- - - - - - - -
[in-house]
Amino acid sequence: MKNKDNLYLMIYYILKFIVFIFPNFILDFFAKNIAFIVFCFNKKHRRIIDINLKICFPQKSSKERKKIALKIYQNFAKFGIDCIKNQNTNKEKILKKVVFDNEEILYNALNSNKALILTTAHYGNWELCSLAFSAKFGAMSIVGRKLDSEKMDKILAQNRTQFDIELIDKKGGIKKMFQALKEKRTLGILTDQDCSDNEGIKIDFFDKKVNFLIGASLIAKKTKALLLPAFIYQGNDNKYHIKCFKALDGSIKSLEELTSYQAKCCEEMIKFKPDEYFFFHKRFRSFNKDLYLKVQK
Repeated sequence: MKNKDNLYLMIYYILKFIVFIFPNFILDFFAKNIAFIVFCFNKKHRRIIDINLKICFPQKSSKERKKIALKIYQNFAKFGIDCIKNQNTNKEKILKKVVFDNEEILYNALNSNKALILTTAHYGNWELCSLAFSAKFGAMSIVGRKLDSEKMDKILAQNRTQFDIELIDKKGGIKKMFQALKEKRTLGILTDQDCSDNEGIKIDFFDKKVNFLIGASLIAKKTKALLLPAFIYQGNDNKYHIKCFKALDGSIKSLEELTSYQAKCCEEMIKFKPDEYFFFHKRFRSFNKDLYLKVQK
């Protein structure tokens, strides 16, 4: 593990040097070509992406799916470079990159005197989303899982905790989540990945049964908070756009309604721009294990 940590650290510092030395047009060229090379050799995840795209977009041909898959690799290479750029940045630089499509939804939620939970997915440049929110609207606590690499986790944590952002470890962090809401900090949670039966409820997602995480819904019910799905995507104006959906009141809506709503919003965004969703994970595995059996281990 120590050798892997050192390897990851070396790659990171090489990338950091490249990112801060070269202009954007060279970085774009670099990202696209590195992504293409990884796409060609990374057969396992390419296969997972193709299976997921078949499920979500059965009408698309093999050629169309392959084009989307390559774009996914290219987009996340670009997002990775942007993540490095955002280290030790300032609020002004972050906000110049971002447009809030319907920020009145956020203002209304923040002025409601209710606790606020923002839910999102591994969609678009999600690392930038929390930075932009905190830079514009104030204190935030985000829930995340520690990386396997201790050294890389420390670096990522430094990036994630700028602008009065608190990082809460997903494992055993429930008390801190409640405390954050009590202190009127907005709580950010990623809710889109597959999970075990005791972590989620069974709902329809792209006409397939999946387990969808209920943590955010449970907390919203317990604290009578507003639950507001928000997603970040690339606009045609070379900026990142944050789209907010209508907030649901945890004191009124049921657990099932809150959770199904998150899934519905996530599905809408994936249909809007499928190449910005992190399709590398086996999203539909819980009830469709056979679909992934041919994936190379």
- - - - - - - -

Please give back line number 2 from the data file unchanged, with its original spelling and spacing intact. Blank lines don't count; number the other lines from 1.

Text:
Amino acid sequence: MKNKDNLYLMIYYILKFIVFIFPNFILDFFAKNIAFIVFCFNKKHRRIIDINLKICFPQKSSKERKKIALKIYQNFAKFGIDCIKNQNTNKEKILKKVVFDNEEILYNALNSNKALILTTAHYGNWELCSLAFSAKFGAMSIVGRKLDSEKMDKILAQNRTQFDIELIDKKGGIKKMFQALKEKRTLGILTDQDCSDNEGIKIDFFDKKVNFLIGASLIAKKTKALLLPAFIYQGNDNKYHIKCFKALDGSIKSLEELTSYQAKCCEEMIKFKPDEYFFFHKRFRSFNKDLYLKVQK